The Costanzas had Del Boca Vista. “The Golden Girls” had Miami. And now “The Best Exotic Marigold Hotel” has India. You don’t have to join the masses on Florida’s eastern coast or travel around the world to find a happy place to retire.
We’ve rounded up a few off-the-radar cities that you may not have thought of, where retirees are happier than flamingoes and less than a day’s travel to major U.S. cities.
Median home price: $179,700
Cost of living (average in the U.S. is 100): 95.2
Personality: Sun-Chasers Who Love Authentic Mexican Food and the Mountains
Hugged by four mountain ranges – the Santa Catalina, Santa Rita, Tucson, and Rincon Mountains – Tucson’s breathtaking landscape makes you wonder if the composers of “America the Beautiful” spent some time here.
“I feel a kinship to the mountains,” says Gordon Packard, 74, a 65-year Tucsonian. “I wasn’t aware of how important [they were] until I spent a year away from Tucson in the East. There was nothing to see there.”
Tucson’s nearly 300 days of sunshine a year make it a weatherman’s dream job, and the clear skies are hard to beat. “The visibility is extraordinary,” says Packard.
But more than just purple mountains’ majesty, Tucson has become a cultural center for film and performing arts. “It’s not just the Wild West and Stetson hats,” says Packard.
Tucson boasts a robust performing arts scene that includes a ballet company, professional theater, symphony and opera company. Home to 215 art organizations and more than 35 art galleries, the city is literally bursting at the seams with thousands of pieces of art by the masters as well as up-and-comers.
With The University of Arizona as an academic anchor, residents also can “fill up their weekly calendar with all kinds of events,” says Packard, or watch Wildcats take on the Sun Devils in “The Duel in the Desert,” one of the country’s oldest and most heated football rivalries.
If you’re a history buff, you need only venture just outside the city limits to visit old mining towns, missions, and archaeological sites. And with the Mexican border a mere 66 miles away, you’re never far from authentic Mexican culture and food.
For more on Tucson, go to VisitTucson.org.
Median home price: $427,500
Cost of living: 140.5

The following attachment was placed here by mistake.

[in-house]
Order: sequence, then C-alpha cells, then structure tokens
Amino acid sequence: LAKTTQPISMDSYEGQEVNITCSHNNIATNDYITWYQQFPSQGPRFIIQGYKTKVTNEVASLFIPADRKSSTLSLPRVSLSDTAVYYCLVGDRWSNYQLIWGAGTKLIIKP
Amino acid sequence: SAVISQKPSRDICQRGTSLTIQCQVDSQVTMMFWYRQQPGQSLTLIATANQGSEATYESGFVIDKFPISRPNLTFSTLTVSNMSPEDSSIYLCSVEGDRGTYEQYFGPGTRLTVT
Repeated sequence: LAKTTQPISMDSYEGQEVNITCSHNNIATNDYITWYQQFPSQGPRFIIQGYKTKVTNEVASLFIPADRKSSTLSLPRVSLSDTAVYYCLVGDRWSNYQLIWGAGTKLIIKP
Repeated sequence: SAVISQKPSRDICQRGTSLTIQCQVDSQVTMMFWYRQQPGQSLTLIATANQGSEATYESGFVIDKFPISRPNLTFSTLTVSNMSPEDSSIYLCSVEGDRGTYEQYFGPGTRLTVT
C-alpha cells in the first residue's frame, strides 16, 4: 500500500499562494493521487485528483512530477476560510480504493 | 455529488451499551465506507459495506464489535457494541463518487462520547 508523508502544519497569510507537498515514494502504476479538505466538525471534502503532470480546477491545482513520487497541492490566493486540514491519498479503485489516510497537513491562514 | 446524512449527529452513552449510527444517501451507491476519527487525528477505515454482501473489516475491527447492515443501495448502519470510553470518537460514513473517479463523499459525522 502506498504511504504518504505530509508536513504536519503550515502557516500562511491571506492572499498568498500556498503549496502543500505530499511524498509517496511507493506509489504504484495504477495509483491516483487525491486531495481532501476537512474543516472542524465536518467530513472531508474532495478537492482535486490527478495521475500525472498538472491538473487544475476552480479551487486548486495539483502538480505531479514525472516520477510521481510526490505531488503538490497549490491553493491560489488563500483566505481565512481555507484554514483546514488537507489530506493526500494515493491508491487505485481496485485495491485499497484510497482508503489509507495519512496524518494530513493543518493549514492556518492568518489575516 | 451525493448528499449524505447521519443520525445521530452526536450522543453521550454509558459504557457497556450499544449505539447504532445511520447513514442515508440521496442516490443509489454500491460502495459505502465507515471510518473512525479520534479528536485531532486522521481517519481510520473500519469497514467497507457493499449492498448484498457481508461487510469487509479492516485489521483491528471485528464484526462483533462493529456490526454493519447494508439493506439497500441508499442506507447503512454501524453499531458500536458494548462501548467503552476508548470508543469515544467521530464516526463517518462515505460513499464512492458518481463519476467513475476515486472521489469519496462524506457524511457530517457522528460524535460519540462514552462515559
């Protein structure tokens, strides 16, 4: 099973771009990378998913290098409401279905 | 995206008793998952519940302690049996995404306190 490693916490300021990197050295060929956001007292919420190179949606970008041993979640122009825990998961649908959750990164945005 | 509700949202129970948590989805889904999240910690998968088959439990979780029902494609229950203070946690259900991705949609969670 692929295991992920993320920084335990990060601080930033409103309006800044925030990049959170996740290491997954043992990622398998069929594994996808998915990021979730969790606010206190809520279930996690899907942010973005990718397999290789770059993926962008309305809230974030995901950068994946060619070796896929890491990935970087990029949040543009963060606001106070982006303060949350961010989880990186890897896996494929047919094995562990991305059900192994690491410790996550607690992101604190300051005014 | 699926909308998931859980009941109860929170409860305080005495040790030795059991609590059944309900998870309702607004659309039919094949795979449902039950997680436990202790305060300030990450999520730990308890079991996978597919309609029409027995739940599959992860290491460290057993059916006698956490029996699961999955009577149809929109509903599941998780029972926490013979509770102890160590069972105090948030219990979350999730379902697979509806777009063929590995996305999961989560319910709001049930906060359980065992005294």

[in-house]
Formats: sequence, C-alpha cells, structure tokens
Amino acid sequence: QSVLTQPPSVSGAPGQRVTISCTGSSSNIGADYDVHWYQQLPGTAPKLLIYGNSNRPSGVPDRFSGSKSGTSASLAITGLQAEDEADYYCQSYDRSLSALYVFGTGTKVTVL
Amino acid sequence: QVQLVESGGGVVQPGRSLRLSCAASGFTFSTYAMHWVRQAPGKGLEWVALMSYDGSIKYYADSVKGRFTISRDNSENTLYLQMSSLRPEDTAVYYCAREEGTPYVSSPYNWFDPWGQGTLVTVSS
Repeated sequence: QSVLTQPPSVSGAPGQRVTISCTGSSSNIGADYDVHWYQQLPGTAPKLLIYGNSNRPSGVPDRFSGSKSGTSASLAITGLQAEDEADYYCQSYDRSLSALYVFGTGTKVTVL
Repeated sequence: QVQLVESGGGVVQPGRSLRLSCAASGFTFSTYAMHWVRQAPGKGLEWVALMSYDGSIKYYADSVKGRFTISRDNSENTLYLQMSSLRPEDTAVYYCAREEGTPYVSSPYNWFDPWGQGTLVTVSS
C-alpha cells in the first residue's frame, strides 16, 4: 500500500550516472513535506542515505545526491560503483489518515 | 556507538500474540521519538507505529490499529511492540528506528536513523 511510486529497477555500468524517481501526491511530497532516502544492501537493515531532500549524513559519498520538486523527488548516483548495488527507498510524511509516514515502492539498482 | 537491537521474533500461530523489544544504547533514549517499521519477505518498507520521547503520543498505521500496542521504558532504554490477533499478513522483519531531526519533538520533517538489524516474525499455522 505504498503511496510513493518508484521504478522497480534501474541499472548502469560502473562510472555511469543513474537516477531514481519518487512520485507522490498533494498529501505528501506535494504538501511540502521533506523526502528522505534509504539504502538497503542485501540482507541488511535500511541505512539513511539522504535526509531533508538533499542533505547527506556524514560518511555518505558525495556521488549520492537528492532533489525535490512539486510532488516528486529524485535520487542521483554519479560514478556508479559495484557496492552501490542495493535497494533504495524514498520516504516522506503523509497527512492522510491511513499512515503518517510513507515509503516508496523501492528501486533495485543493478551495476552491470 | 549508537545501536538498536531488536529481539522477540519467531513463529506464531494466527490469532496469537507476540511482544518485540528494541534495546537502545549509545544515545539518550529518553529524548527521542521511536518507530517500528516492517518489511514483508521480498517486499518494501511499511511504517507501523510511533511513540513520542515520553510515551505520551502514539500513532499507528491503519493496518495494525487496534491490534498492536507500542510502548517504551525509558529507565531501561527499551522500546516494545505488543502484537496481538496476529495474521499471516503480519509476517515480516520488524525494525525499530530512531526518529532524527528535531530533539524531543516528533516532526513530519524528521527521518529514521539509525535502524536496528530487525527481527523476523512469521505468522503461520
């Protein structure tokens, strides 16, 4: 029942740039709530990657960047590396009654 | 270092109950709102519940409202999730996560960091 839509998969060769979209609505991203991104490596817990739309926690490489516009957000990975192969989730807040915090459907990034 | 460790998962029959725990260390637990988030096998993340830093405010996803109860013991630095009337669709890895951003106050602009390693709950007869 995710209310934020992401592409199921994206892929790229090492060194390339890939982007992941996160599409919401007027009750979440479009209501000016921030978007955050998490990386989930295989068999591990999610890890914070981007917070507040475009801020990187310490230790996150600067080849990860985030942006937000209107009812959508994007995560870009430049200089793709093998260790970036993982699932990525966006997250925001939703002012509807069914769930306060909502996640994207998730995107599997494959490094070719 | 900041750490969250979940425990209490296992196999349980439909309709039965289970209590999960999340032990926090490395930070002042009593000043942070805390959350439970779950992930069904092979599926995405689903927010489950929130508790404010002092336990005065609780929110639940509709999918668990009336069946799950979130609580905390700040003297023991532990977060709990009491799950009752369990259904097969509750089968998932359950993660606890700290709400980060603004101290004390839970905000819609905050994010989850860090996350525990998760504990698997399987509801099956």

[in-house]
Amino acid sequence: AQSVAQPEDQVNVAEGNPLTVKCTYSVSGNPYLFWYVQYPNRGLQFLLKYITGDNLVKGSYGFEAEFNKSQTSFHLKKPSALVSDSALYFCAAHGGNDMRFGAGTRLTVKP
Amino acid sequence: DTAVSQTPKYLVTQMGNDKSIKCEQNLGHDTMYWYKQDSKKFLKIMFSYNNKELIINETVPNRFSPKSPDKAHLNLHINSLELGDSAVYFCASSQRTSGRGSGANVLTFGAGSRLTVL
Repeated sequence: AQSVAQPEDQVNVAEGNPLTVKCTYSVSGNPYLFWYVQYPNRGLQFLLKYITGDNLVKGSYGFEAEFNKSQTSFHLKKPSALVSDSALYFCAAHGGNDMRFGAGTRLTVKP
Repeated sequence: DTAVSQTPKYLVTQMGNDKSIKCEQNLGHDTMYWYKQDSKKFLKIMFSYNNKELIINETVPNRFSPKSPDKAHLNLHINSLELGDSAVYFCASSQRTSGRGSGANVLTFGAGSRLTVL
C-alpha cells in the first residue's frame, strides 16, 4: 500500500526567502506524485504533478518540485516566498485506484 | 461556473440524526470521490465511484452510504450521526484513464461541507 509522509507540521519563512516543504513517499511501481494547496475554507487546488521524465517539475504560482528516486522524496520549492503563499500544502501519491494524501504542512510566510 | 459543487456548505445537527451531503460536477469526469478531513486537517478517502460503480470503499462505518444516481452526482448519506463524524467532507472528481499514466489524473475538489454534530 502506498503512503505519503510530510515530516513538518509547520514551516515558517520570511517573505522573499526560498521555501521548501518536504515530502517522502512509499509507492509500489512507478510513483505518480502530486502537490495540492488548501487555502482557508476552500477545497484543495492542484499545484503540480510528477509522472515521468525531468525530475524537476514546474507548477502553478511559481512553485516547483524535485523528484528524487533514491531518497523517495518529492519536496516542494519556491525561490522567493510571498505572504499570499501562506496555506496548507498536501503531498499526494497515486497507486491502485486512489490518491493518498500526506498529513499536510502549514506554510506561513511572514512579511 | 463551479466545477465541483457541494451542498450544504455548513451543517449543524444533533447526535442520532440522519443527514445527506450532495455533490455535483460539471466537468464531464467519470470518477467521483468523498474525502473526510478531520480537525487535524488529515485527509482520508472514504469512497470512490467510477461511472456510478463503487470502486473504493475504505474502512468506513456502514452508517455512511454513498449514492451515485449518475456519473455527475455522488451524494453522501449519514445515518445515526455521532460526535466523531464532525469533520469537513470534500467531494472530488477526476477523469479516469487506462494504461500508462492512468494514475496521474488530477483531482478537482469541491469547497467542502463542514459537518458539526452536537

Personality: Quirky, Laid-Back Bicyclists and Book Fans
Happy vibes. That’s ” The City of Roses” in a nutshell. “It’s just a generally welcoming atmosphere,” says Jo Senter, 70, a Seattle transplant and three-year Portlandian. “Whether you want to be quirky or conservative you can do and be anything you want. It’s an acceptance of being that I haven’t found in other cities.”
Senter, who’s also lived in New York, especially appreciates Portland’s laid back attitude. “In Portland, nobody looks at hair. Casual is a way of life,” she says. There’s no such thing as a dress code.
More than just its free-spirited, progressive atmosphere, Portland’s infrastructure includes an outstanding transit system. Metro, streetcar, bus, you name it they’ve got it. “There are very fun neighborhoods that wouldn’t be convenient without public transportation,” says Senter.
If you’re more active, Portland ranked 12th most walkable large city in the United States, according to Walk Score. “All the amenities – grocery, community center, drugstore – are within walking distance and that includes some of the older neighborhoods,” says Senter.
Prefer two wheels to two feet? Portland’s 318 miles of bike lanes scored it top honors in CNN as the most bicycle-friendly city in America.
With 37,000 sq. feet of parks – one being the world’s smallest (24-inches across), Mills End Park – an innovative dining landscape, and a well-read community – Powell’s City of Books occupies an entire city block and is the world’s largest independent, new and used bookstore – Portland’s a natural and cultural epicenter. Plus, Oregon doesn’t have sales tax, and it’s one of only two states (the second being New Jersey) where attendants pump gas for you.
And if you’re concerned about rainy days, don’t be. “It occasionally rains, and there are more light and bright days than Seattle,” says Senter. But then again, nobody’s looking at your hair anyway.
For more on Portland, visit TravelPortland.com.
Grand Junction, Colorado
Median home price: $224,200
Cost of living: 99.7
Personality: Wine Enthusiasts Who Love Panoramic Views
Scenic grandeur! Downtown charm! Wine country! Is there anything Grand Junction doesn’t have? According to its residents, the answer is, decidedly, no.
Ranked six in Outdoor Life‘s The 35 Best Hunting and Fishing Towns in the U.S., Grand Junction is an outdoor enthusiast’s dream.
“Living here, I don’t sit in a chair,” says John Rodwick, 72, a six-year resident if Fruita, Grand Junction’s neighboring city. “Just the other day I went out and did a 25-mile bike ride, and it was absolutely delightful,” he added, noting the area’s typically mild weather – low 70s even in mid-October – and clear, sunny skies.
So how about that scenic grandeur? Surrounded by Colorado National Monument to the west and Grand Mesa – one of the largest flat-top mountains in the world at 35-miles across – to the east, Grand Junction’s breathtaking landscape is hard to compare.